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  14. 14
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    Here is the task, and I have got to do it to the best of my ability; and that is all there is to it.

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  15. 15
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    It is hard to fail, but it is worse never to have tried to succeed. Uncategorised

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  16. 16
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    MY fellow citizens, no people on earth have more cause to be thankful than ours...

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  17. 17
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    Nine-tenths of wisdom consists in being wise in time. Wisdom

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  18. 18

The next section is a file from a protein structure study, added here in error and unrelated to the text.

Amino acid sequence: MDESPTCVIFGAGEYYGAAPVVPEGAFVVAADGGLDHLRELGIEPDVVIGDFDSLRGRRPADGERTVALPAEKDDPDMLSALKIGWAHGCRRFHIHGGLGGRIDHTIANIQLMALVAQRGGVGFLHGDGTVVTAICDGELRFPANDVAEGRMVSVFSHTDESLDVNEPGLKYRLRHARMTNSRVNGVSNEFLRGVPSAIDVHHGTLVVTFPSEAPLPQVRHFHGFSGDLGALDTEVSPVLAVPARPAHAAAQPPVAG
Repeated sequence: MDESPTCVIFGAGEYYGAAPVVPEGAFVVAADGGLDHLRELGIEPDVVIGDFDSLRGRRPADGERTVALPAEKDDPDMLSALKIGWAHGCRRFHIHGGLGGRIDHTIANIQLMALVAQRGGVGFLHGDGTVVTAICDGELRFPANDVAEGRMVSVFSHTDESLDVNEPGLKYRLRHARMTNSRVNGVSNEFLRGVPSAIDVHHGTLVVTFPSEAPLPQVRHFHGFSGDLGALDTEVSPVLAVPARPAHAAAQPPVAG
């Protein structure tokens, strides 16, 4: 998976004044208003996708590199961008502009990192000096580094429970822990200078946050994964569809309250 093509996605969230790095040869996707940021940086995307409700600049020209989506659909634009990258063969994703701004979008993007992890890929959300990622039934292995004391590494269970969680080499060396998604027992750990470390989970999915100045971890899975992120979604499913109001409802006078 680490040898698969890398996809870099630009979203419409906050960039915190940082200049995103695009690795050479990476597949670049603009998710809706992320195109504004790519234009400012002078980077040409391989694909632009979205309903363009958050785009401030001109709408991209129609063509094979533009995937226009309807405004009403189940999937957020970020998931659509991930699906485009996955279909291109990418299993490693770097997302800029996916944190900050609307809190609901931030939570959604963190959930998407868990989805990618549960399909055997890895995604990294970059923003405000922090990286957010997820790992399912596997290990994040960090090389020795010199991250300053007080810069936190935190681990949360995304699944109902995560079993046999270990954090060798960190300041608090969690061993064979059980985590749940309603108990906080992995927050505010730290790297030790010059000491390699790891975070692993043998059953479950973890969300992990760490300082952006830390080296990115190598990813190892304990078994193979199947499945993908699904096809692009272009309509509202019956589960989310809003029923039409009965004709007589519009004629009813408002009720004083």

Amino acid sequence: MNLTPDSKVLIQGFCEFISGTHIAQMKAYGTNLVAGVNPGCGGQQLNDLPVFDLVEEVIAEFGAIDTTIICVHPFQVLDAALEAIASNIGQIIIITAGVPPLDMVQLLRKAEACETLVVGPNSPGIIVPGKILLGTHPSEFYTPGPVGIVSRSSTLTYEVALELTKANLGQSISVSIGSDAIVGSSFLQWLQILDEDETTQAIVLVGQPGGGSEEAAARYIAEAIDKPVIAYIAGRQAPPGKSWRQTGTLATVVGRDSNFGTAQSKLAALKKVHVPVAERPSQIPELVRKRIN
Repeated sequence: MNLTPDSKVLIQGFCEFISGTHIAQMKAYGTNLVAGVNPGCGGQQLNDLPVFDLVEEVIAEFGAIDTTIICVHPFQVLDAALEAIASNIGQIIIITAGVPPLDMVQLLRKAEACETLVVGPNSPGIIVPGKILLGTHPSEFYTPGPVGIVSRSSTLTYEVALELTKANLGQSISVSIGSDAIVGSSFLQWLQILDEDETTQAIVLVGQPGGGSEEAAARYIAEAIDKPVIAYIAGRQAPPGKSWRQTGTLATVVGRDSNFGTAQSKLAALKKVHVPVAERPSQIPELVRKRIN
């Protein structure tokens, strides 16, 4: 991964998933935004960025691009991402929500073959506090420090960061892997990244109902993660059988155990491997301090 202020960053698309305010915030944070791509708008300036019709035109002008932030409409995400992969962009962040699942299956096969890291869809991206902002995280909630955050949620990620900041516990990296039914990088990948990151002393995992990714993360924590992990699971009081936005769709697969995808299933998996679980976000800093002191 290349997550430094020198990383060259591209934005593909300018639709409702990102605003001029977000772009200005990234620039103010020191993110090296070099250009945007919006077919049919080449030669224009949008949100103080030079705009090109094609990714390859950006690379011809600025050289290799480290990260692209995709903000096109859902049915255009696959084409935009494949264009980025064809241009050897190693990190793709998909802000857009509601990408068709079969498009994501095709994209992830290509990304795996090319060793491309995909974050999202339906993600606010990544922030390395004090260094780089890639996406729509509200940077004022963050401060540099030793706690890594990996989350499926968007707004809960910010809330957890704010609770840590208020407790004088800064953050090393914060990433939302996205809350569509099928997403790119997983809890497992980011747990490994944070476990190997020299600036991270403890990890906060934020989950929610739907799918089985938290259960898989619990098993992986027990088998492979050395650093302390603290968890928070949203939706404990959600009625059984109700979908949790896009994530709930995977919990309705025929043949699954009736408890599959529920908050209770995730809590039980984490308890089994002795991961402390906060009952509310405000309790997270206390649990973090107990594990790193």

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    Every immigrant who comes here should be required within five years to learn English or leave the country. Immigration

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  19. 19
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    Aggressive fighting for the right is the greatest sport in the world. Right and Rightness

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  20. 20
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    For unflagging interest and enjoyment, a household of children, if things go reasonably well, certainly all other forms of success and achievement lose their importance by comparison. Children